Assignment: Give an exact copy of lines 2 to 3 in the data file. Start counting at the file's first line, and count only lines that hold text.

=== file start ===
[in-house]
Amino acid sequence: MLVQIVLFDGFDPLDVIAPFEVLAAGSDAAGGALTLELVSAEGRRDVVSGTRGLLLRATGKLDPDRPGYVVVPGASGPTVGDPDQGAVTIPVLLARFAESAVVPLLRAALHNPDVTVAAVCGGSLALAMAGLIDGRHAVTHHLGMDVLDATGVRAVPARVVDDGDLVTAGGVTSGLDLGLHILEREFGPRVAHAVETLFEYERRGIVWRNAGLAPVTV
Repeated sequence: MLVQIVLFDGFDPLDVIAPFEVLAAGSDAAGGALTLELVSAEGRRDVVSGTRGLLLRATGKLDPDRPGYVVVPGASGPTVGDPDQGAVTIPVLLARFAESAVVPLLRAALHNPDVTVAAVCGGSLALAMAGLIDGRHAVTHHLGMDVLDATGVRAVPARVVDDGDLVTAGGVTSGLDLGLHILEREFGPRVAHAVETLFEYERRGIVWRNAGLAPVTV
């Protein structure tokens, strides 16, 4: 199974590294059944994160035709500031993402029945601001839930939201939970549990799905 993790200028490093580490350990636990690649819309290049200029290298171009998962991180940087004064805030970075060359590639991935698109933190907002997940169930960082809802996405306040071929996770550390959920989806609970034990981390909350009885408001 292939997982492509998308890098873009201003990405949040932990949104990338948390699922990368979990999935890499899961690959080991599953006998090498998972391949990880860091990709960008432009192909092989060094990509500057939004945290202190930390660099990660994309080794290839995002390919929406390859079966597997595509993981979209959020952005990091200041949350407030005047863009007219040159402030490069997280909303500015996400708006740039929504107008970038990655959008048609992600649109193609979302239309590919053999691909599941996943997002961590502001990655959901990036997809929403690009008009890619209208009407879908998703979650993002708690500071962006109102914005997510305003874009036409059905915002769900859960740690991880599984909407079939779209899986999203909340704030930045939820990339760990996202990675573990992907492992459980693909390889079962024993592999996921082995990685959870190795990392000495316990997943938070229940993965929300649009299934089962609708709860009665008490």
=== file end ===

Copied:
Amino acid sequence: MLVQIVLFDGFDPLDVIAPFEVLAAGSDAAGGALTLELVSAEGRRDVVSGTRGLLLRATGKLDPDRPGYVVVPGASGPTVGDPDQGAVTIPVLLARFAESAVVPLLRAALHNPDVTVAAVCGGSLALAMAGLIDGRHAVTHHLGMDVLDATGVRAVPARVVDDGDLVTAGGVTSGLDLGLHILEREFGPRVAHAVETLFEYERRGIVWRNAGLAPVTV
Repeated sequence: MLVQIVLFDGFDPLDVIAPFEVLAAGSDAAGGALTLELVSAEGRRDVVSGTRGLLLRATGKLDPDRPGYVVVPGASGPTVGDPDQGAVTIPVLLARFAESAVVPLLRAALHNPDVTVAAVCGGSLALAMAGLIDGRHAVTHHLGMDVLDATGVRAVPARVVDDGDLVTAGGVTSGLDLGLHILEREFGPRVAHAVETLFEYERRGIVWRNAGLAPVTV